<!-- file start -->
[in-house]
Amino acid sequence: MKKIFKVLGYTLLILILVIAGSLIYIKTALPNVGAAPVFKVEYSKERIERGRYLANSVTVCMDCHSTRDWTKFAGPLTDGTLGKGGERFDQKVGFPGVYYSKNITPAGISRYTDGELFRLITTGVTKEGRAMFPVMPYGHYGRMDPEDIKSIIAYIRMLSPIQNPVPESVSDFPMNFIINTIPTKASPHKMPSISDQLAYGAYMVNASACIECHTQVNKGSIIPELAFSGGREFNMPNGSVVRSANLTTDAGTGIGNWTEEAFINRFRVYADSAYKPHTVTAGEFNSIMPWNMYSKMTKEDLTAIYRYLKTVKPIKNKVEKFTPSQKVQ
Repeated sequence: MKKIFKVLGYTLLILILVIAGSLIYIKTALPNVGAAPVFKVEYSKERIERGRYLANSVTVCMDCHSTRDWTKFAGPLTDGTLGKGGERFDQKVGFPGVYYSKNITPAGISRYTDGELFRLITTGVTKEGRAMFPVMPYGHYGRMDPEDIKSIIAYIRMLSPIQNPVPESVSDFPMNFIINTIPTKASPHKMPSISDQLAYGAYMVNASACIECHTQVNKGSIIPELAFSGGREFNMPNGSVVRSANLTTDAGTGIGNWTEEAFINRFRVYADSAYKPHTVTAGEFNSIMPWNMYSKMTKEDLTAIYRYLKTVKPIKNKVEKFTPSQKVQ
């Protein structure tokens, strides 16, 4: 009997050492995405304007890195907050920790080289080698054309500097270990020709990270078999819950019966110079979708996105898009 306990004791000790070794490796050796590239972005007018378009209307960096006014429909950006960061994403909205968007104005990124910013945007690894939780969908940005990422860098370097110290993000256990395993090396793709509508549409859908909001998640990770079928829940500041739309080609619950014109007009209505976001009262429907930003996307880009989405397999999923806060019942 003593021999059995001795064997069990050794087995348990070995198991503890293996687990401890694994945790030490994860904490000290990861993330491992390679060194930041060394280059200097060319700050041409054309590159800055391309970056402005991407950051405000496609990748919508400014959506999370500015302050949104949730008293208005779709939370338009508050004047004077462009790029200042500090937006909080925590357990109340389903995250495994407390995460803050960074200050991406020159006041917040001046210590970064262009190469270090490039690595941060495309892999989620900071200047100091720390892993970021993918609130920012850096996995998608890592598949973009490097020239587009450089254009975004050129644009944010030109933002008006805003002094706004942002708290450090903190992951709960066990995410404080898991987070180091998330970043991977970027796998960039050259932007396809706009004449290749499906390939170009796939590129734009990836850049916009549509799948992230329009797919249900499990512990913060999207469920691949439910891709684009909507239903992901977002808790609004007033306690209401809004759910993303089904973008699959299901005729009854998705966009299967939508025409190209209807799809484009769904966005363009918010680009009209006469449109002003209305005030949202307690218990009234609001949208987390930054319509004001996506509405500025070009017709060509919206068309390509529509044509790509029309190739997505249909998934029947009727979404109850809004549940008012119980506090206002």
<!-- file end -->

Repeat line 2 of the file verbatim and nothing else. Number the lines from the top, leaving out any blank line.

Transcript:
Amino acid sequence: MKKIFKVLGYTLLILILVIAGSLIYIKTALPNVGAAPVFKVEYSKERIERGRYLANSVTVCMDCHSTRDWTKFAGPLTDGTLGKGGERFDQKVGFPGVYYSKNITPAGISRYTDGELFRLITTGVTKEGRAMFPVMPYGHYGRMDPEDIKSIIAYIRMLSPIQNPVPESVSDFPMNFIINTIPTKASPHKMPSISDQLAYGAYMVNASACIECHTQVNKGSIIPELAFSGGREFNMPNGSVVRSANLTTDAGTGIGNWTEEAFINRFRVYADSAYKPHTVTAGEFNSIMPWNMYSKMTKEDLTAIYRYLKTVKPIKNKVEKFTPSQKVQ